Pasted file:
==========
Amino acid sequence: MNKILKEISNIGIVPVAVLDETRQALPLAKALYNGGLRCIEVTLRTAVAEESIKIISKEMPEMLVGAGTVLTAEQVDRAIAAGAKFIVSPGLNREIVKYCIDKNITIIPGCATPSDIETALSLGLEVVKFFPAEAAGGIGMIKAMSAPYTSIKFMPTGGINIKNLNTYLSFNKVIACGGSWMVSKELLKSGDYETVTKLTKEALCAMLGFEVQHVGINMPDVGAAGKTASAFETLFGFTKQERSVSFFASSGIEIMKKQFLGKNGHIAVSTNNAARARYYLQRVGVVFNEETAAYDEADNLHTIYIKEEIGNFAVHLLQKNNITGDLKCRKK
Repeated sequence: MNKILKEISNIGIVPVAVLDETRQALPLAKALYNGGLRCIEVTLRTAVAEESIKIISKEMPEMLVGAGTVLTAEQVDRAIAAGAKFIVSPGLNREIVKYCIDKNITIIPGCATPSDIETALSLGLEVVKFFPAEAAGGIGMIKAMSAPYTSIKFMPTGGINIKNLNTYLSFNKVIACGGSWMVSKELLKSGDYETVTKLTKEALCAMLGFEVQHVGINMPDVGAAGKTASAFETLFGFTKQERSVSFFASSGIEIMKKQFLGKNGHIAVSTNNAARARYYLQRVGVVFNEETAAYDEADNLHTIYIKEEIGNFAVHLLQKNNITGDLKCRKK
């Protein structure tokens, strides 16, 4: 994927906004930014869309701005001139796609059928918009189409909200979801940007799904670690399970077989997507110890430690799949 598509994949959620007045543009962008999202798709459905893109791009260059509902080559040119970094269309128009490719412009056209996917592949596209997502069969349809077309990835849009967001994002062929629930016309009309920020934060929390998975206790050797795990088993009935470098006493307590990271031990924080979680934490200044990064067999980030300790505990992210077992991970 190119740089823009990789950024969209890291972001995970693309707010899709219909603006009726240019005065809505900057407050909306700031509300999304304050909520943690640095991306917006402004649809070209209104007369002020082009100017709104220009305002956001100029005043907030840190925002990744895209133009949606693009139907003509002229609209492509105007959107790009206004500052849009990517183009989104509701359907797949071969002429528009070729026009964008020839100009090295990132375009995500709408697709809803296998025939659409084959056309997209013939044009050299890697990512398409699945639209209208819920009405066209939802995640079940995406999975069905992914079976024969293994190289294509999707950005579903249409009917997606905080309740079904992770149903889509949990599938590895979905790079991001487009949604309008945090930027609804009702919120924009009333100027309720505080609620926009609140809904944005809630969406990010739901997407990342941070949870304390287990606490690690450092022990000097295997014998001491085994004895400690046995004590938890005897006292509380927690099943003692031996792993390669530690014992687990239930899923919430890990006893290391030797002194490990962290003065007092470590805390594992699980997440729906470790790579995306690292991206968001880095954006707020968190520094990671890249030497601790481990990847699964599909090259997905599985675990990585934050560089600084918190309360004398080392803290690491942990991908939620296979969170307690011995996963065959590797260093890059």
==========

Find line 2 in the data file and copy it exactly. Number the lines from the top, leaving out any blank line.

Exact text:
Repeated sequence: MNKILKEISNIGIVPVAVLDETRQALPLAKALYNGGLRCIEVTLRTAVAEESIKIISKEMPEMLVGAGTVLTAEQVDRAIAAGAKFIVSPGLNREIVKYCIDKNITIIPGCATPSDIETALSLGLEVVKFFPAEAAGGIGMIKAMSAPYTSIKFMPTGGINIKNLNTYLSFNKVIACGGSWMVSKELLKSGDYETVTKLTKEALCAMLGFEVQHVGINMPDVGAAGKTASAFETLFGFTKQERSVSFFASSGIEIMKKQFLGKNGHIAVSTNNAARARYYLQRVGVVFNEETAAYDEADNLHTIYIKEEIGNFAVHLLQKNNITGDLKCRKK